Note: This blog is based on ApexSQL Data Diff, download it and play along with is this blog post.
In the previous article I wrote about comparing two Windows Azure SQL databases using free community version of ApexSQL Diff. In this article we will write about comparing data in two Windows SQL Azure databases using a free Community version of ApexSQL Data Diff – a tool for SQL data comparison and synchronization.
Same way as in ApexSQL Diff, in ApexSQL Data Diff there is no difference in comparing SQL Server and SQL Azure databases.
In the Project dialog choose the Database as the destination and source and choose the Azure server.
You can additionally filter and map objects using advanced features so that only specific objects would be included in the comparison. When all that is set and done, you can begin with comparing objects.
Using the Advanced tabs you can filter database objects using the Object filter feature. You’ll get a list of objects for comparison to select/deselect objects that you want to compare.
After the SQL data comparison is done, compared objects are displayed in the easily accessible results grid. Each compared object is shown, with basic information and a number of differences in data between two compared objects. Also, you can see row level difference details in the difference details pane, which allows synchronization of specific rows.
One of the options for displaying certain objects in results grid is inline row filter. To use this option it’s necessary to go to the View tab, and to select a filter row in the show panels group. An inline row filter is used for filtering compared objects based on different information, object name, total rows, or schema.
Using the Grouping option will group compared objects by object type. Multi column sorting is used for sorting results by individual columns, by clicking each column header. One more option is filtering by different type which is located at the bottom of results grid. Filtering by difference type is present only different, identical, or incomparable objects in the results grid.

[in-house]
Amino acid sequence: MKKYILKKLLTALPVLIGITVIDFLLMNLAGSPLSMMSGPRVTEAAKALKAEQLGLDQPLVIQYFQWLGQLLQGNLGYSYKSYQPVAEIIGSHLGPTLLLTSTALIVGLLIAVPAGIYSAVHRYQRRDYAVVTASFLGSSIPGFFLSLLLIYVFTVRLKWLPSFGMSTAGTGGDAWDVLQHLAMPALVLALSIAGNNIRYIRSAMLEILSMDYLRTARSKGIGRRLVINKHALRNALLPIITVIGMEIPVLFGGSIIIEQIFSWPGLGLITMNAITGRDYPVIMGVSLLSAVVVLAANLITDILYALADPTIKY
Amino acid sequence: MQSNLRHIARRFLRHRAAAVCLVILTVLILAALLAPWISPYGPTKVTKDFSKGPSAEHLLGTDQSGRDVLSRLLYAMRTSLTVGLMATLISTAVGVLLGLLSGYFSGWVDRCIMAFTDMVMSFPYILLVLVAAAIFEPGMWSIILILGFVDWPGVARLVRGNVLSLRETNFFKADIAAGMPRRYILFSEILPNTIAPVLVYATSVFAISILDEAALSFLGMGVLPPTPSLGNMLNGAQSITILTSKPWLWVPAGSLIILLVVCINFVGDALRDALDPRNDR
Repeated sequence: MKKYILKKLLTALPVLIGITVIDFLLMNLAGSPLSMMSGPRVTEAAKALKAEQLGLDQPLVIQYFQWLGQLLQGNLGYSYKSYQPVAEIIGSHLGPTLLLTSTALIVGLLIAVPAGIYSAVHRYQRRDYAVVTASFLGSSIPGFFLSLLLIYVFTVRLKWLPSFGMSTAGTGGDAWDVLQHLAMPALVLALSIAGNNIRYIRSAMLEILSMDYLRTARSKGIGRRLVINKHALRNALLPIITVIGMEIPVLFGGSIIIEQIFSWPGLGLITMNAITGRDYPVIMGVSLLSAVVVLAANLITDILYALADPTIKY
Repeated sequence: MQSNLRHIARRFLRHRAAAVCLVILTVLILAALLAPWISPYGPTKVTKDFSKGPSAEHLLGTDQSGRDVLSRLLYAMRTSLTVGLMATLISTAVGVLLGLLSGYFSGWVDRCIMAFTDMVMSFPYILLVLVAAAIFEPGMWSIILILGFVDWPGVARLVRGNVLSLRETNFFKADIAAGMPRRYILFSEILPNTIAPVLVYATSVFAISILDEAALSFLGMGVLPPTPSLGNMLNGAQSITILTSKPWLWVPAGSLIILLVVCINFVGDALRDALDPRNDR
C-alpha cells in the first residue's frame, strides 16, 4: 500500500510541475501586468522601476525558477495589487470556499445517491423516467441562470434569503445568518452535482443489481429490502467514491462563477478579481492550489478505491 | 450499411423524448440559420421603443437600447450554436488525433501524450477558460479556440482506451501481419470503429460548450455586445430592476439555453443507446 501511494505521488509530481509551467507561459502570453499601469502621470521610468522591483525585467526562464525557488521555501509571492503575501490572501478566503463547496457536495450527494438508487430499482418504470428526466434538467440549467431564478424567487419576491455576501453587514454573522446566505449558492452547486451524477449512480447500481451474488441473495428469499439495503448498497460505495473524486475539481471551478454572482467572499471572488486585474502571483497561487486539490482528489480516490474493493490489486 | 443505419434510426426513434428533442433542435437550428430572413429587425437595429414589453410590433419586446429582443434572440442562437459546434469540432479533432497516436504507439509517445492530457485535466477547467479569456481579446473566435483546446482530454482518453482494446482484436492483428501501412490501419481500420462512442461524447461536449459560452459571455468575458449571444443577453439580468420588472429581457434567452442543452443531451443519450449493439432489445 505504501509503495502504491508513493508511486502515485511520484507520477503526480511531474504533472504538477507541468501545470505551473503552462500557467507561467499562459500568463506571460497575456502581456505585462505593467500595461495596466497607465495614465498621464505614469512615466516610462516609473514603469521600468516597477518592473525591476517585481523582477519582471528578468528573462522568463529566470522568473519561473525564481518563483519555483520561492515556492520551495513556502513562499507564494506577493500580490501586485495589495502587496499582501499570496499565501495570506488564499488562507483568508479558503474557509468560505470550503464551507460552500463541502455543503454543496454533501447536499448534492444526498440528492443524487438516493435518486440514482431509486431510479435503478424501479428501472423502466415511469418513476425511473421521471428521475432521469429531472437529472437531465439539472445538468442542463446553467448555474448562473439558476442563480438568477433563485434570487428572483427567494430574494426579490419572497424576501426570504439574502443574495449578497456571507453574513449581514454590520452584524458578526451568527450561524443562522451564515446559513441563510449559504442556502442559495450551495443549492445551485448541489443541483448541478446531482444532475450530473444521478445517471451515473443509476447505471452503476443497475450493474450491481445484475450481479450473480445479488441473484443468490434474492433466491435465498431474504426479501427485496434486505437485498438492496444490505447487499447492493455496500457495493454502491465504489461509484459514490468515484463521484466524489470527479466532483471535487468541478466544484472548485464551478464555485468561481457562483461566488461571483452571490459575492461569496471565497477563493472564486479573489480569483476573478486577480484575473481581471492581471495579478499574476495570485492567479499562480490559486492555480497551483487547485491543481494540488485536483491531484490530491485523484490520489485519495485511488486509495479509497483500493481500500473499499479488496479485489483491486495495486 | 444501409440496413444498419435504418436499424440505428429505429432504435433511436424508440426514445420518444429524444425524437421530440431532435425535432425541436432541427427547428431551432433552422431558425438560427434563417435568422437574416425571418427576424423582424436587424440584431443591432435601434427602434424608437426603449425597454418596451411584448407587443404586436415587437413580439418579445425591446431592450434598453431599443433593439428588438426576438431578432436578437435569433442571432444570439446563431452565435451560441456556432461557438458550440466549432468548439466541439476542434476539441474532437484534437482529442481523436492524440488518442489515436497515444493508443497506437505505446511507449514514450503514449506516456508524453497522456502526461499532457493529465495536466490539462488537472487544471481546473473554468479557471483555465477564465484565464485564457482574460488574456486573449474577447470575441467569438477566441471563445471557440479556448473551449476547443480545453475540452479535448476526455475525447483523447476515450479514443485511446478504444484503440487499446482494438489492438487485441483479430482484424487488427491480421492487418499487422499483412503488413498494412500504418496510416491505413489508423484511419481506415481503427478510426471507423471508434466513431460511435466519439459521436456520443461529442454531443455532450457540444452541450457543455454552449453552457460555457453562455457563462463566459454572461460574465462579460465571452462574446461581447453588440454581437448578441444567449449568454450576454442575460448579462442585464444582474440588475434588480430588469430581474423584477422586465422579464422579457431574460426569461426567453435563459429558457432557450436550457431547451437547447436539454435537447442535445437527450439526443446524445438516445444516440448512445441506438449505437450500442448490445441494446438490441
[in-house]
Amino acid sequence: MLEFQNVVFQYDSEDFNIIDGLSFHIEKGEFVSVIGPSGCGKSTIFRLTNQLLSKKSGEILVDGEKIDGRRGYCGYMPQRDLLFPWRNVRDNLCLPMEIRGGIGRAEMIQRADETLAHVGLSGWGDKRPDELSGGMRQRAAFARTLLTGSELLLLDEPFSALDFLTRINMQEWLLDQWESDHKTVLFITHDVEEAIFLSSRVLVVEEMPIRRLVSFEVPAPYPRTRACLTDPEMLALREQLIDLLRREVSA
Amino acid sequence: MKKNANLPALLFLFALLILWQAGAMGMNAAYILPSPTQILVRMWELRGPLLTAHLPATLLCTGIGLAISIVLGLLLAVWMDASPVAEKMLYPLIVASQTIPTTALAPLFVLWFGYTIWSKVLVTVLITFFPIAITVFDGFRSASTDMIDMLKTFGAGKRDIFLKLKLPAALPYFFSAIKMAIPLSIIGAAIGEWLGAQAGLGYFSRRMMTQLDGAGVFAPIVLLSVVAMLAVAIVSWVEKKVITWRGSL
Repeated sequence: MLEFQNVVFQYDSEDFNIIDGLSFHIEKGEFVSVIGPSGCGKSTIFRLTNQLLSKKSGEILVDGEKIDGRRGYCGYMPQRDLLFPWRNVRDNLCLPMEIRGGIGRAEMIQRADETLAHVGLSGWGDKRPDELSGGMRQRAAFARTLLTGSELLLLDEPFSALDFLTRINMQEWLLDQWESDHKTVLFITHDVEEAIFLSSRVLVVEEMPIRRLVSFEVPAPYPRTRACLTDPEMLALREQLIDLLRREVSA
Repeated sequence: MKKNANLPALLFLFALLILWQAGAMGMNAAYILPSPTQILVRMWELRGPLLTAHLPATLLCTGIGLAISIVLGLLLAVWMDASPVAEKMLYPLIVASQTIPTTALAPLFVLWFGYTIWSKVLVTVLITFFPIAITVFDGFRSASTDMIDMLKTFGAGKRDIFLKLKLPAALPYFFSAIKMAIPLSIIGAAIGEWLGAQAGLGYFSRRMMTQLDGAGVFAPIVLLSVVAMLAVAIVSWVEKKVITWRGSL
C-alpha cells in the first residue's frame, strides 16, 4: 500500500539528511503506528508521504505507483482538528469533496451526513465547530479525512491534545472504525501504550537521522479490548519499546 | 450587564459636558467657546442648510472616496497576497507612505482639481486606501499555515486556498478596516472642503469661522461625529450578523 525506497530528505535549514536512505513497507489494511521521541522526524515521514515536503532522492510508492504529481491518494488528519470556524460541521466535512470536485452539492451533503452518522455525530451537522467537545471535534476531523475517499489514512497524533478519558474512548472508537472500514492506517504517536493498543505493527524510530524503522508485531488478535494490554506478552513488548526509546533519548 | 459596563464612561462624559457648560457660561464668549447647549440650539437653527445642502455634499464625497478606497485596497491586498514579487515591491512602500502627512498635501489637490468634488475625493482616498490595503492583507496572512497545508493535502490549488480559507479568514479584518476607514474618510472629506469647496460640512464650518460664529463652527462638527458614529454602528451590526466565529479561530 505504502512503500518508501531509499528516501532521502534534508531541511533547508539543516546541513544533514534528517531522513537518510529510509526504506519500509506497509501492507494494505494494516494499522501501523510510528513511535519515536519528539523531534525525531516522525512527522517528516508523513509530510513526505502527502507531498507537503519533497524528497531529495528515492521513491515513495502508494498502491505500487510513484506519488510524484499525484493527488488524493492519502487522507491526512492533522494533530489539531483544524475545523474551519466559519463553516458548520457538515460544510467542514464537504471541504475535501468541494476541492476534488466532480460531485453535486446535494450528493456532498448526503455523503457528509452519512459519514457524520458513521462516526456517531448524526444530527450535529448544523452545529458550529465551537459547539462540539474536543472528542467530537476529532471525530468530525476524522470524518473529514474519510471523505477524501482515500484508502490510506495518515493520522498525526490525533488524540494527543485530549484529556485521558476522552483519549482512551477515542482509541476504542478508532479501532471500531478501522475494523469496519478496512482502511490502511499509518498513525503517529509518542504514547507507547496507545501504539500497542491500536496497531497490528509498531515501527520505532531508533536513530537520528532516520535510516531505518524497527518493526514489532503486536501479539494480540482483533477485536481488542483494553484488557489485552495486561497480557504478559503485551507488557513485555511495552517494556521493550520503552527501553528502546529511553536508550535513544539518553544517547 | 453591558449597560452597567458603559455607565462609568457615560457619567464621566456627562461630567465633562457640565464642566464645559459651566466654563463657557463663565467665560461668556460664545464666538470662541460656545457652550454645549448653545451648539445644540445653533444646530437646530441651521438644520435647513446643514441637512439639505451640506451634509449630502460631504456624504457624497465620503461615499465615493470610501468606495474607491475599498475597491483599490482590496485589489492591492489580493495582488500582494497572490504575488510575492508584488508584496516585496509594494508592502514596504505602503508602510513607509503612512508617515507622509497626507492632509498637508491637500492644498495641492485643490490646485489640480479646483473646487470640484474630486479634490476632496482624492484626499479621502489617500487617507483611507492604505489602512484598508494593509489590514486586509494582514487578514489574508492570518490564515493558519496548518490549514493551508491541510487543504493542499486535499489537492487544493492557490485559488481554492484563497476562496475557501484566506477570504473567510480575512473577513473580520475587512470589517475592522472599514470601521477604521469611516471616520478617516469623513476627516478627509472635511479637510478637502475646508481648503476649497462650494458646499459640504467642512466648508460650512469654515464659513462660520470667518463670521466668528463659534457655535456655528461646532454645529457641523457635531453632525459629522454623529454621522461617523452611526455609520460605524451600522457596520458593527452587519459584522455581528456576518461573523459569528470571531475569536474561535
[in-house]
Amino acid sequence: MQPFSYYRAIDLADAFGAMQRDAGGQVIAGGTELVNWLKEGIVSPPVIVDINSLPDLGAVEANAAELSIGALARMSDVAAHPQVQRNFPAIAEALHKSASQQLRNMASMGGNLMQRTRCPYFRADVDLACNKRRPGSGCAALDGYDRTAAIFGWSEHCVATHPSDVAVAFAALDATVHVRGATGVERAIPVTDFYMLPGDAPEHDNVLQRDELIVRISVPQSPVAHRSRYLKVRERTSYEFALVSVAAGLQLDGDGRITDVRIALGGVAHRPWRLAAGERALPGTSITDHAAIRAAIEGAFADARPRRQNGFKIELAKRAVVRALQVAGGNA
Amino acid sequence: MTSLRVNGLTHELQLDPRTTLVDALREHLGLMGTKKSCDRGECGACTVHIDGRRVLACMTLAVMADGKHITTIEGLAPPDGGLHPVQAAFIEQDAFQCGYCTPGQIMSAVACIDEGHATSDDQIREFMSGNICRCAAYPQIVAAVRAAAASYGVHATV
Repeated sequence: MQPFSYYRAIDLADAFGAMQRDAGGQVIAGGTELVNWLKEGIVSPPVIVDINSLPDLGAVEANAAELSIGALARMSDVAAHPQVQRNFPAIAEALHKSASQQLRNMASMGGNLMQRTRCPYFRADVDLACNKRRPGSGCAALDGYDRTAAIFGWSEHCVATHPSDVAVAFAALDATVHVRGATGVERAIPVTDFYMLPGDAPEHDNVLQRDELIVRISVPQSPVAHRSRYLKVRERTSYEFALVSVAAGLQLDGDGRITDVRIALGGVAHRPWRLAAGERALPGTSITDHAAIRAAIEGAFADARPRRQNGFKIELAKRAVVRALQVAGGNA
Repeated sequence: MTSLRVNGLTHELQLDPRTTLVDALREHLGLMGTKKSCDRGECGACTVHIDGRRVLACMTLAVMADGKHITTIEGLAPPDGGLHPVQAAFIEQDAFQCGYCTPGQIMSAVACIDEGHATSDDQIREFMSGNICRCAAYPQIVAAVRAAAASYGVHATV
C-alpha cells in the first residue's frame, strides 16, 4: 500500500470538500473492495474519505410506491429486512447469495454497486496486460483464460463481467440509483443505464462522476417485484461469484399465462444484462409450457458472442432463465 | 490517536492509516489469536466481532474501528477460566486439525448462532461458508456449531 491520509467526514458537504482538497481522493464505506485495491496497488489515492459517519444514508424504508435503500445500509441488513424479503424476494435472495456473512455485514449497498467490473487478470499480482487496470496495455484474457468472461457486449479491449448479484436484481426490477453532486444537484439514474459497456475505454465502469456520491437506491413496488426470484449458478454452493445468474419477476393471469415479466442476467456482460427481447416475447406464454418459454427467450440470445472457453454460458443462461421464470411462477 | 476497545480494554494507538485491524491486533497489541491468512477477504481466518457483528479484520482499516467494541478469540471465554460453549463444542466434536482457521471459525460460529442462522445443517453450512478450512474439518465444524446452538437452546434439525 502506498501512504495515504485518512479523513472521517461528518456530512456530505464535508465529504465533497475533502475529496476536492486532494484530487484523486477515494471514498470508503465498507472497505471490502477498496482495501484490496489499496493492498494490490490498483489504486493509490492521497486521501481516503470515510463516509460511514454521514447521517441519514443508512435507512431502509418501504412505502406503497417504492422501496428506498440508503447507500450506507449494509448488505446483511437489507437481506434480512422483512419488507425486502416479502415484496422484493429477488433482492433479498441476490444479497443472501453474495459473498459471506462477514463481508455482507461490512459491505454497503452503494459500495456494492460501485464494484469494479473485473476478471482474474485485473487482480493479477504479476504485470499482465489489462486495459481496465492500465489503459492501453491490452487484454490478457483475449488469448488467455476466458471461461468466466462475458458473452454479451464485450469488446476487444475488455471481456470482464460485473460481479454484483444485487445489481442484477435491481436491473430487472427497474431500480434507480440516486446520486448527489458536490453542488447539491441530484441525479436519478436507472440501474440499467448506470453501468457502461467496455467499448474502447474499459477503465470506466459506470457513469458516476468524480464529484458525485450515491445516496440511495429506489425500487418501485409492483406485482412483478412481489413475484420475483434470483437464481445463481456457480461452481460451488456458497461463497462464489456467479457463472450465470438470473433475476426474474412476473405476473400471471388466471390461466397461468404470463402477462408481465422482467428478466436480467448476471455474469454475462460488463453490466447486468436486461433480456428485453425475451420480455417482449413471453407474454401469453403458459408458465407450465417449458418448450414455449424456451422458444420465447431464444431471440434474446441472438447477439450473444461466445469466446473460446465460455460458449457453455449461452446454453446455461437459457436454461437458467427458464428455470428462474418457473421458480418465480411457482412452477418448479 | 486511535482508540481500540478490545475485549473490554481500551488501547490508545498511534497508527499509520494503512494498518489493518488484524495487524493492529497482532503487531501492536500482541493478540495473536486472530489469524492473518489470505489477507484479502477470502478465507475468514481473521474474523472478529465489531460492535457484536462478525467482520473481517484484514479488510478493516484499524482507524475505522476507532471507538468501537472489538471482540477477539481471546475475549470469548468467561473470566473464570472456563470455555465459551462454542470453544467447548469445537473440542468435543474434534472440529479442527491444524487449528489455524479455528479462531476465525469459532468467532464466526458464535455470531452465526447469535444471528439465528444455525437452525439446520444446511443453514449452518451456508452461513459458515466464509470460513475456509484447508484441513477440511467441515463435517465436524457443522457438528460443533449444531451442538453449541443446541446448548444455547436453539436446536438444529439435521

To synchronize detected differences user can select specific objects, from result grid, for synchronization, or he can select all objects by going to results group in the home tab, and clicking on check all.
The Synchronization wizard will start, and setting up is consisted of three steps. Selecting the data source that will be changed is the first step of choosing the synchronization direction. Synchronization wizard is giving an option to reverse the process as it is shown on the picture bellow.
The next step is selecting an option how to process synchronization script. User can perform two output actions: creating a synchronization script, or synchronizing a database. The script can be saved to file by choosing folder and file name. One of the options is to open script in editor and choosing where to show synchronization script.
Summary and warnings is the final step, where you can preview the impact of synchronization script. A detailed list of actions that will be taken through synchronization process is shown, along with potential problems that might occur during synchronization. List of actions can be grouped in a three ways: 1) by execution order, 2) by object, 3) by action type.
After selecting creates script a window of the batch data synchronization script will appear, and all synchronization data can be seen.
Like in ApexSQL Diff, in ApexSQL data Diff you can create comprehensive reports based on obtaining differences by selecting format in the home tab, under action group, and choosing export. There are three ways to export results: HTML plain report, HTML report, and CSV data export
An HTML report is interactive and user-friendly format that allows easy navigation, expand/collapse regions containing table/view information.
Remember that this tool is free for all who are Windows Azure SQL Databases. More information can be found on their company blog Solution Center. As a matter of fact there are plenty solutions for various problems related to SQL Server, you might want to take a look.
Reference: Pinal Dave (http://blog.sqlauthority.com)